The nacelle was made from a push mould - a male mould was carved from balsa and a female was cut in a sheet of plywood. 30 thou card was pinned over the hole in the plywood and the male mould used to make two halves of the fuselage nacelle. The halves could then be cut from the plastic sheet and the edges sanded and smoothed until the correct size was made. The cockpit and engine holes were cut out and filed smooth. The interior of the cockpits was constructed from plastic rod and card and consisted of a simple framework for the nacelle, seats, floors, control column and rudder bar and two thicker pieces of rod behind the pilot to represent bomb chutes. The interior of the cockpit was painted wood for the floors, brown for the seats and natural linen for the sides. The frame was painted black as this was steel tube not wood. A small aperture was cut out under the nose to represent the pilot's window, the glass being represented by a small piece of acetate cut from a bubble pack. When the cockpit was ready the floor was cemented to one nacelle half and the other joined. The corners of the moulding were rounded but one of the distinctive features of the Ago was the square section of the nose and bottom of the nacelle. To get rid of the rounded corners I cemented thin strips of heat stretched sprue along the rounded edges and when this was dry filled the gaps between the sprue and side with filler. When this was rubbed down neat square edges were made. Various holes were drilled into the nacelle to take struts later, the propellor shaft and the rear spar at the back of the nacelle.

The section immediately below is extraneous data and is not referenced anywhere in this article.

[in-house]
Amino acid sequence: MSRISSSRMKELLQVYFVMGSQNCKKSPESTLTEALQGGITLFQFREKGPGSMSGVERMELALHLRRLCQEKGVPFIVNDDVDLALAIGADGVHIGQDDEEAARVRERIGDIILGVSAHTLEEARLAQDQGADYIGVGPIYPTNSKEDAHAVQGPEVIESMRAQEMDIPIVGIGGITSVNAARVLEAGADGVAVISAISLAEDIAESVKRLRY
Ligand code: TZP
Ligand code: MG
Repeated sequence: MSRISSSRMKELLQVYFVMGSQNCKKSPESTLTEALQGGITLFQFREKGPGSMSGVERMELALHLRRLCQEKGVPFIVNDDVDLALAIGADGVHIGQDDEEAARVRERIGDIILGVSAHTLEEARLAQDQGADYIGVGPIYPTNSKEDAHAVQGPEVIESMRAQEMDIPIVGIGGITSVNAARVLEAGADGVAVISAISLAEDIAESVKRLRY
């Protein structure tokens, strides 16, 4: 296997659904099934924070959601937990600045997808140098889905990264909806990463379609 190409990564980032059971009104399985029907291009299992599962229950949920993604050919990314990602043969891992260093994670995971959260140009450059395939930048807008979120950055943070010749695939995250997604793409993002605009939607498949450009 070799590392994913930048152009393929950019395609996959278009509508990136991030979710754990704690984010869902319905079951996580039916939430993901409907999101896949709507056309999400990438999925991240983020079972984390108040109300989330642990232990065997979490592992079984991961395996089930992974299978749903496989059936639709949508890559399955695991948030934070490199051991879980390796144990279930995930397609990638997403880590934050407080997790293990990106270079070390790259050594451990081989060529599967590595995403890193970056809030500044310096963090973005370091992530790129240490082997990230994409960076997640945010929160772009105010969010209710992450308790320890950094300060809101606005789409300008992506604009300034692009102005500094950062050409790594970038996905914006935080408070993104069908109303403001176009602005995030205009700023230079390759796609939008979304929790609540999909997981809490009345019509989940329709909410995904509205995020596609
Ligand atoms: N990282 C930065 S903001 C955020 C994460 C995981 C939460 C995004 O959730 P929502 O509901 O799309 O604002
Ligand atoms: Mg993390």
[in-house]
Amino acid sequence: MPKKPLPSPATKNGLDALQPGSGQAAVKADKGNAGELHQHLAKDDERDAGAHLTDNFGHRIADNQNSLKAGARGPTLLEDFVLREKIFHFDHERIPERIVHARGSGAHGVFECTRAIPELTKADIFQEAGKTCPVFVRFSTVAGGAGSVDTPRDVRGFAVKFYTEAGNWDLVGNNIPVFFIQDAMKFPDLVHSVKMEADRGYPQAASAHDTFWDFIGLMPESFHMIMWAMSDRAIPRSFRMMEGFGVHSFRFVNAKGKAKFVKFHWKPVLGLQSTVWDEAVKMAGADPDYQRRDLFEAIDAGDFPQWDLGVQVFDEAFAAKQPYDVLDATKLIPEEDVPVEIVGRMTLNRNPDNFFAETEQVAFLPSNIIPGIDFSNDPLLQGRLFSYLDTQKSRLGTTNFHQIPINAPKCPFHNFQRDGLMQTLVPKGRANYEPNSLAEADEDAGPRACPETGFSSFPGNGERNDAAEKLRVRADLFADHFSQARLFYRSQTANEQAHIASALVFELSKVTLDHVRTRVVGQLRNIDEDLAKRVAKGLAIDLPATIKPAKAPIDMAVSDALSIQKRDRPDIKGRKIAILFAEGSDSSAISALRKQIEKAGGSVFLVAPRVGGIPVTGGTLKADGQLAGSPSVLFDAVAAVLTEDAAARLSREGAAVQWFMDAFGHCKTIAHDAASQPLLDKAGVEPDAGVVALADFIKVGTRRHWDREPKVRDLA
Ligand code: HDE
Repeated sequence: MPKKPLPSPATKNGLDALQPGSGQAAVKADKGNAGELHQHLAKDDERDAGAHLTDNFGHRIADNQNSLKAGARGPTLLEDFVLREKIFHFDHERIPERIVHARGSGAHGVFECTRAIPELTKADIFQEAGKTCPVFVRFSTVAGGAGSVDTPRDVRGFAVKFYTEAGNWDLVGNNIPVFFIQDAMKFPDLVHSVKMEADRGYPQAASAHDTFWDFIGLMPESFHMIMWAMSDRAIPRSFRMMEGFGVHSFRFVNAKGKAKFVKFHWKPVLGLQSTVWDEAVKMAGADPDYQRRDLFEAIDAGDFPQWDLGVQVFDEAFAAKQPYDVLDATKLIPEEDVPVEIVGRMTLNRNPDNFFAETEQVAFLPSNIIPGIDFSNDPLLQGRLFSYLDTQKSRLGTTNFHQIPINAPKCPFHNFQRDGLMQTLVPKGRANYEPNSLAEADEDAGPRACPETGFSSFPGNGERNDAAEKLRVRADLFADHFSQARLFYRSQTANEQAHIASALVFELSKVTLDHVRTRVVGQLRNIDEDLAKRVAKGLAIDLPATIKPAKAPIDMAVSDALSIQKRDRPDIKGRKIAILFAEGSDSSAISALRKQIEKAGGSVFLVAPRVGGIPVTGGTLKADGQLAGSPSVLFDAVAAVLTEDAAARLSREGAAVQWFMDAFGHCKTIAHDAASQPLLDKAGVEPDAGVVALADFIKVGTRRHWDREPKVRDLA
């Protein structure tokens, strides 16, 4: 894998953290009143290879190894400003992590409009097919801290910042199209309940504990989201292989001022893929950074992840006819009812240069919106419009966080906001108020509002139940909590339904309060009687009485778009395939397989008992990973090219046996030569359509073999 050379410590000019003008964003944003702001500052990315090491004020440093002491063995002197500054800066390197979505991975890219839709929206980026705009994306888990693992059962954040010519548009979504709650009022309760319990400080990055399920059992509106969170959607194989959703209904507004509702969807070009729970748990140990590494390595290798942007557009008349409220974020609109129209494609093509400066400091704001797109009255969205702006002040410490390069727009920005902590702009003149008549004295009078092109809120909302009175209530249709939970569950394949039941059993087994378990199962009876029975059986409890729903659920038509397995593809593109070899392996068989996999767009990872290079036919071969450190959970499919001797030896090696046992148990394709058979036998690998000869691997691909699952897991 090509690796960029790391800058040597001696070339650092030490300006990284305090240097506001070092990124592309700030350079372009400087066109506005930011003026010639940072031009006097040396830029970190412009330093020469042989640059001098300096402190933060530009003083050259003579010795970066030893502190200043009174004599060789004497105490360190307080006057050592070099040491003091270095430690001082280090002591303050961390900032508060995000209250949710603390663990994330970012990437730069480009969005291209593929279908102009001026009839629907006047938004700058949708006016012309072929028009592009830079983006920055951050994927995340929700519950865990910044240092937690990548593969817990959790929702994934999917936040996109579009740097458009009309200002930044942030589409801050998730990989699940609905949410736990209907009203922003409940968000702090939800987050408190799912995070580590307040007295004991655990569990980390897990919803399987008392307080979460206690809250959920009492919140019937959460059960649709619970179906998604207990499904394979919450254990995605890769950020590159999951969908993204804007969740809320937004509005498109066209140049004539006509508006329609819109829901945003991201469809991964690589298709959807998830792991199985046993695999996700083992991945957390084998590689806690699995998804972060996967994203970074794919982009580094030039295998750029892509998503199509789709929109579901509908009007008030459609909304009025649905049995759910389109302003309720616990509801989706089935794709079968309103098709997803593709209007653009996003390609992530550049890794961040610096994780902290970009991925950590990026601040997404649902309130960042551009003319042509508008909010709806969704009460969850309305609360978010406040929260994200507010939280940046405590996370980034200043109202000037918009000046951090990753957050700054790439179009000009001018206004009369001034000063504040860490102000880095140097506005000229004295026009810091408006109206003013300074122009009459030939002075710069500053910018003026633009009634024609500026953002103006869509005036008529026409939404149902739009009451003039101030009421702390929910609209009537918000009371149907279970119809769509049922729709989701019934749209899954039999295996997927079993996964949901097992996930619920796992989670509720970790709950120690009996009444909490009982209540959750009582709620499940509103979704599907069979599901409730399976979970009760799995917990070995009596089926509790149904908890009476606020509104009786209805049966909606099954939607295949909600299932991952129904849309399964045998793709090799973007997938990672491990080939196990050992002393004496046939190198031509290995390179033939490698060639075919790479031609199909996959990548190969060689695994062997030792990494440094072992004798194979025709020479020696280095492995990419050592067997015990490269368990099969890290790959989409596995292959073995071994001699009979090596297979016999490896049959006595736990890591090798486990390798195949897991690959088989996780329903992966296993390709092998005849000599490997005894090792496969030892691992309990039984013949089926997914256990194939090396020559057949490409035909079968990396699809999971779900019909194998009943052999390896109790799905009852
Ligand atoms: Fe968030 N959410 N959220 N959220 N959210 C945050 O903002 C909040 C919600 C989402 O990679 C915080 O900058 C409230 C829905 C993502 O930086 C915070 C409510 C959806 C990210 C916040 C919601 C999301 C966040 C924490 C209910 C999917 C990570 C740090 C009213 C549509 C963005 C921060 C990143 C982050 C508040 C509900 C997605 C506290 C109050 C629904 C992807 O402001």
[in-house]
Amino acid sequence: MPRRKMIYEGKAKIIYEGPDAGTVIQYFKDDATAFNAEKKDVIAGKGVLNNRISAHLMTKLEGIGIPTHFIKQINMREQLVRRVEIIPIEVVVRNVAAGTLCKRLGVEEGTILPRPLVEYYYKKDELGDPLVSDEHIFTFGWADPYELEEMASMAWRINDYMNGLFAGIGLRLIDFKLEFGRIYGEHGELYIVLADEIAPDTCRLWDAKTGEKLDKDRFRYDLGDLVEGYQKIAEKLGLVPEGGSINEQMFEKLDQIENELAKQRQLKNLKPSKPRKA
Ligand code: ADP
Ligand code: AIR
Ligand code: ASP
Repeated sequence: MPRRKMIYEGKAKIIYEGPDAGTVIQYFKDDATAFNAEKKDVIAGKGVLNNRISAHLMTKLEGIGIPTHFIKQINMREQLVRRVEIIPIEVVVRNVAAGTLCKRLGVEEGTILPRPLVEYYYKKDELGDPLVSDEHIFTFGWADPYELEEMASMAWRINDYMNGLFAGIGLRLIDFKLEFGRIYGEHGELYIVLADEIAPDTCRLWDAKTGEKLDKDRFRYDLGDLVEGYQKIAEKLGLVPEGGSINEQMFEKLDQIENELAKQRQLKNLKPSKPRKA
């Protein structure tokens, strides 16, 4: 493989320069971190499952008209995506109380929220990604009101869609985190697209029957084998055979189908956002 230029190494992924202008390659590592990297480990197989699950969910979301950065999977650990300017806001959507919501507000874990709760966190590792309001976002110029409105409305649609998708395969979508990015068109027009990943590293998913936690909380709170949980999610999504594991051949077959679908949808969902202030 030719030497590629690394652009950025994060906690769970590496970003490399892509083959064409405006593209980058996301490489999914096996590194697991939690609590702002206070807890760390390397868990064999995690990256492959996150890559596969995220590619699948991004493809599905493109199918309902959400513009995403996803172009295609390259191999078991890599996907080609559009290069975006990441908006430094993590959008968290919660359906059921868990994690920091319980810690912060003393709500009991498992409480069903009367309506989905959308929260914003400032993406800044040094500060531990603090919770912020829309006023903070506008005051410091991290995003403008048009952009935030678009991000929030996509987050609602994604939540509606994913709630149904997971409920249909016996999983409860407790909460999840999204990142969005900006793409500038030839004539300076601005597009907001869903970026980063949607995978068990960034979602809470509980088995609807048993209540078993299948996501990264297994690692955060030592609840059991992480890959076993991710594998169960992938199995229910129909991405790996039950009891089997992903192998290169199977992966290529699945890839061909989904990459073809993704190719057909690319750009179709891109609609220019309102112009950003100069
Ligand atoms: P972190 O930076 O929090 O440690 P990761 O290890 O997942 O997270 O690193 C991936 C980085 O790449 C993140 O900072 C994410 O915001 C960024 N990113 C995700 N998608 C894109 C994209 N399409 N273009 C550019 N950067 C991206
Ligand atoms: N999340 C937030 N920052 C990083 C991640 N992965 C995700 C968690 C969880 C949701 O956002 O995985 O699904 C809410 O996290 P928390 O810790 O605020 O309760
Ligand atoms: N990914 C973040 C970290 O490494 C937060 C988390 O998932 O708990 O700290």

The engine was made from laminated plastic card for the engine block, rod for the cylinders and thinner rod for the exhausts. The carburettor and inlet pipes were also made from card and rod. The engine block was painted aluminium (silver with a dash of medium grey added), the cylinders and exhausts were black. When the engine was complete it was placed carefully into the fuselage nacelle and glued to a small shelf which had been put in earlier for the purpose.
The tail surfaces were made from 20 thou card cut to shape with ribs added to the horizontal surface as per the wings. The wings were cut from 30 thou card which had been bent by placing a sheet of card into a waste pipe which was sealed at one end. Near boiling water was poured into the tube and then emptied after 10-15 seconds. When the wing blanks had been cut and sanded to an aerofoil section, the rib spacings were marked with a fine pencil using the plan as a guide, and strips of 10 x 20 thou card glued on to the upper surfaces. These were then sanded down until only slight ridges remained, and these were sealed with white paint. The riblets on the leading edges of the wings were cut from stretched sprue and they too were then sanded and painted. The ailerons were cut out of the top wing and the trailing edge droop added by cementing a short piece of 10 x 20 thou card on the trailing edge and when dry sanding the upper surface and adding filler around the edges of the card and shaping the lower surface. The ailerons were then cemented to the wing at slight angles to give a more realistic look to the finished model. Holes were drilled for the strut location points in the top wing and for the struts and float struts in the lower wing. The struts were cut from 20 x 30 thou strip and shaped to aerofoil section. The cabane struts were cut in one piece from 30 thou card and sanded to shape. A gravity fuel tank was shaped from a piece of sprue and two holes drilled, one at each end, to take the sprue pins which would attach it to the struts later.